Twenty years is a long time in anyone’s book, and the gaming world was a very different place back in 2001. I remember the rise of the browser game, which provided hours of fun in school when I should have been paying attention in my I.T. lessons.
Believe it or not, Bejeweled was originally one such game. The aim was simple: swap adjacent gems to match-3, to make them disappear. As the rest tumbled into the space left behind, you had an opportunity to string together a chain reaction, or a cascade as it was known. Of course, if you pulled off fancy matches such as bigger or simultaneous chains, you would bag yourself more points.
And scoring points was the closest you could get to winning in Bejeweled; it was all about pushing your matching skills to the limit. Aside from this, you had two choices in how to do this.
First up was the excitingly named Normal Mode. Here the aim was to fill your progress bar (located at the bottom of the screen) by successfully matching gems. Once filled, you would be clear to proceed to the next level. Naturally, things got more challenging as you levelled up, but there were also more points up for grabs. You were free to play on until you had no moves left to play, which is when the game would end.
Alternatively you could have a go at Time Trial Mode, where the aim was to stop your progress bar from running down to empty. You would, once again, level up by matching gems but this time it would cause your progress bar to deplete increasingly quickly. But if you ran out of matches, it was not game over and you would get a new board to play on. Failure here came only when your progress bar emptied completely.
For me, it was this latter mode that really brought the perfectly tuned gameplay to life. The quick thinking but ultimately simple puzzling, when pitted against the clock, became an irresistibly tense and colourful take on the match-3 genre. There would be plenty of imitations that would follow in the years after.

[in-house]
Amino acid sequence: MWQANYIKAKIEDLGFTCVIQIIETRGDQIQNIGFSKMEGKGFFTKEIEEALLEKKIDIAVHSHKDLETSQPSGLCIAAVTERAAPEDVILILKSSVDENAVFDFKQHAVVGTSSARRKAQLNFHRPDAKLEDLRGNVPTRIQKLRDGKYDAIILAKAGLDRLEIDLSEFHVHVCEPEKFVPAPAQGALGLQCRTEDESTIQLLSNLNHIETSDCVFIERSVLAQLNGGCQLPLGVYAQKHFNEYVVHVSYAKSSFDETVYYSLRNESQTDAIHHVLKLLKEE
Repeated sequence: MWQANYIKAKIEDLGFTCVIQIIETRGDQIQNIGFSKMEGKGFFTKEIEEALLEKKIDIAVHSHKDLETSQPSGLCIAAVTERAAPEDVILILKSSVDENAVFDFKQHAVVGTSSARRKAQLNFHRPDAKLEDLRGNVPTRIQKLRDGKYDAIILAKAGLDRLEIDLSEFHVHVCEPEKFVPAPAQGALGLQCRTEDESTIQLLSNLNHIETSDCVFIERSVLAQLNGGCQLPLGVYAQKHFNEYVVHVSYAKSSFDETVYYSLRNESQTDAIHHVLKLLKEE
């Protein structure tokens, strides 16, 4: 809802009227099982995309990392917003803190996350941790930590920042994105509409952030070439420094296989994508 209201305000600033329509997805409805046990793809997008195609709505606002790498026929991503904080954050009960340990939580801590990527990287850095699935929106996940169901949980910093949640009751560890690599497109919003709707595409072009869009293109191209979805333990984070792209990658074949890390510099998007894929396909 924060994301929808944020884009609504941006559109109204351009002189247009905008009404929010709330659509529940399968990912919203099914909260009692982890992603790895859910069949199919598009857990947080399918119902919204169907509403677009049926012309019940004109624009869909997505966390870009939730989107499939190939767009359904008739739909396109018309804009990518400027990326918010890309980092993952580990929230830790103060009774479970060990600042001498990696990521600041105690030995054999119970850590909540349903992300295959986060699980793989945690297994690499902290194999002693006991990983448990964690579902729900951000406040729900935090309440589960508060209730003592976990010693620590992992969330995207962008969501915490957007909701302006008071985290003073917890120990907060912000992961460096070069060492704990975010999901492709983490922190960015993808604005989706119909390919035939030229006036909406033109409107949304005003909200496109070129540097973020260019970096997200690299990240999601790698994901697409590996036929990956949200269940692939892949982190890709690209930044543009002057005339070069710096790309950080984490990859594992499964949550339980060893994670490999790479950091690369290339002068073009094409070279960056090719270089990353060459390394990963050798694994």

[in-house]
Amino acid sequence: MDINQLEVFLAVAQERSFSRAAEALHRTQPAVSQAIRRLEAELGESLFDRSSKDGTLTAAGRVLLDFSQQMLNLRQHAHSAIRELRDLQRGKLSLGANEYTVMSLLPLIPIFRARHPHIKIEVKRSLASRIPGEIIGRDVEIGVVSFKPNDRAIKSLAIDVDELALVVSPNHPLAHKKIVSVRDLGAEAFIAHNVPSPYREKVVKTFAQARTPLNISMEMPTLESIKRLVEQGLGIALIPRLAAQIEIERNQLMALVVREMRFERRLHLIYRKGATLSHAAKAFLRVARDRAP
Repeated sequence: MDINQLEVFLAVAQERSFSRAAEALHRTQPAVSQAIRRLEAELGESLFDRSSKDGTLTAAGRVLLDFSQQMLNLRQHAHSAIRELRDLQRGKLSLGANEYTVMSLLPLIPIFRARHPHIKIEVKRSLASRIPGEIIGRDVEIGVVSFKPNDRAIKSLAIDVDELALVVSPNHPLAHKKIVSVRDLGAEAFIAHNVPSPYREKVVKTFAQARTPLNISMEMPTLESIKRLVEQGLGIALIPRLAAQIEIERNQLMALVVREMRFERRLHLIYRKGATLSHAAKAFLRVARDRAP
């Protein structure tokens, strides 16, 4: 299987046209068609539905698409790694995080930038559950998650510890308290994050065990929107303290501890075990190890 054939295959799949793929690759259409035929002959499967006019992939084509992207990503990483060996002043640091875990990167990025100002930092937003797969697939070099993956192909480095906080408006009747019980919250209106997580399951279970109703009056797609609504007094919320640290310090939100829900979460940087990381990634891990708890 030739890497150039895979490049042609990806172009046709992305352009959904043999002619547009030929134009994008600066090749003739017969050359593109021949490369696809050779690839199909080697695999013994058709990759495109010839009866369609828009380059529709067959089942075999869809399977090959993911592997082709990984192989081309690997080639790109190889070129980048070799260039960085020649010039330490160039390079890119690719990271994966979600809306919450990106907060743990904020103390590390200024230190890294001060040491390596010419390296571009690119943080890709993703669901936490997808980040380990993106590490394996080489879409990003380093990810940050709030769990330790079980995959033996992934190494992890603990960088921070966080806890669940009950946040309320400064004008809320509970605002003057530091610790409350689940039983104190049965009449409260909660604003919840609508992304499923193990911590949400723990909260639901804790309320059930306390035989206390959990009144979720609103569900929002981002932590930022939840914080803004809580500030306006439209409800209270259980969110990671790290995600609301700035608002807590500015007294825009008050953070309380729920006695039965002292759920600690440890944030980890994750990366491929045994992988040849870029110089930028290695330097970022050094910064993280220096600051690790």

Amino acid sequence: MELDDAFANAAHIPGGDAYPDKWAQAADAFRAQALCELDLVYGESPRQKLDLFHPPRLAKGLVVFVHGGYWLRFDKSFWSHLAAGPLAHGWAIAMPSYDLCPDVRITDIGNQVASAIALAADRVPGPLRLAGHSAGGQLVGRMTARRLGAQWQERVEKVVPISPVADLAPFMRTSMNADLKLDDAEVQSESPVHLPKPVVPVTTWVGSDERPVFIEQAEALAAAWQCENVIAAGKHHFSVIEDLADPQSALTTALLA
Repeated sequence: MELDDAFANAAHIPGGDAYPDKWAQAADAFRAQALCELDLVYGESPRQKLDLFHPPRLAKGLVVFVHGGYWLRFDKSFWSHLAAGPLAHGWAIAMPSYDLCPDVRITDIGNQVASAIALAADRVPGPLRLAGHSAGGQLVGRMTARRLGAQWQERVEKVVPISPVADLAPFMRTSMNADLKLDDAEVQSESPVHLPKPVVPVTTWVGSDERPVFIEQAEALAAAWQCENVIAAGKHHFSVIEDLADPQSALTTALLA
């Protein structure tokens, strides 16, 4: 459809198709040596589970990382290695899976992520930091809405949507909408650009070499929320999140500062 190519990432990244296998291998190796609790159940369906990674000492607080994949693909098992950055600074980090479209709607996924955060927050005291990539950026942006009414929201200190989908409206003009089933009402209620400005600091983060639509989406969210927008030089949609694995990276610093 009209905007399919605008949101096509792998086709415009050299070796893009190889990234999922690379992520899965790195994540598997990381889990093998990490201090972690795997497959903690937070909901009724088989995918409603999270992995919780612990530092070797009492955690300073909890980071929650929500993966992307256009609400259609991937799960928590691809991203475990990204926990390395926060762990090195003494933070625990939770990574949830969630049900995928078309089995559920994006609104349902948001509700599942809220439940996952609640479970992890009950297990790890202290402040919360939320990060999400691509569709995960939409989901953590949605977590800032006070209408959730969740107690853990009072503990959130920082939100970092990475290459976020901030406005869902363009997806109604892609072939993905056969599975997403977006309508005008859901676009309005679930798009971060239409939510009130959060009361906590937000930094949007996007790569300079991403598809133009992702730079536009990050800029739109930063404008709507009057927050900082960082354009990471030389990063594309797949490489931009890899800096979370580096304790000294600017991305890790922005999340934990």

What I always found pleasing about Bejeweled, was how the in-game announcer gave you verbal reassurance when you scored a decent amount of points. Hearing the deep-voiced “Excellent” back up your moves became something of a hallmark for the match-3 game, and a personal highlight.
Bejeweled was possibly the finest example of a browser game, apart from maybe “Yeti Sports” or “Smack the Penguin” (look it up, kids). It was certainly a step up from many of the amateur titles created to run using Adobe Flash Player on the numerous free to play websites which sprang up at the time. The tragedy here is that Adobe’s Flash Player was actually discontinued in December 2020, so the original Bejeweled is no longer playable.
Never fear dear reader, as Microsoft (being the enterprising devils that they are) stepped in with Microsoft Jewel, a free-to-play browser game hosted on their MSN games website. It’s very similar, but just as enjoyable (it actually distracted me for about 30 minutes in the middle of writing this). To enable you to get in on the action whilst on the move, publishers of the original game (EA) have you covered with their mobile app, Bejeweled Classic.
If you fancy spending your cash on something a little more substantial however, Bejeweled Deluxe is available on Steam and it’s many sequels are also available from the Microsoft Store. They all work in broadly the same way, each ever so slightly building on the last game, so you aren’t really missing out by not having access to the original.
Bejeweled truly is a modern classic which re-ignited the passion for the humble match-3 puzzler. All of the games in the series are great fun for a short blast, especially if you get satisfaction from organising brightly coloured shapes.
But what are your memories of the original Bejeweled? Did I send you off on a wormhole of match-3 titles? Let us know in the comments.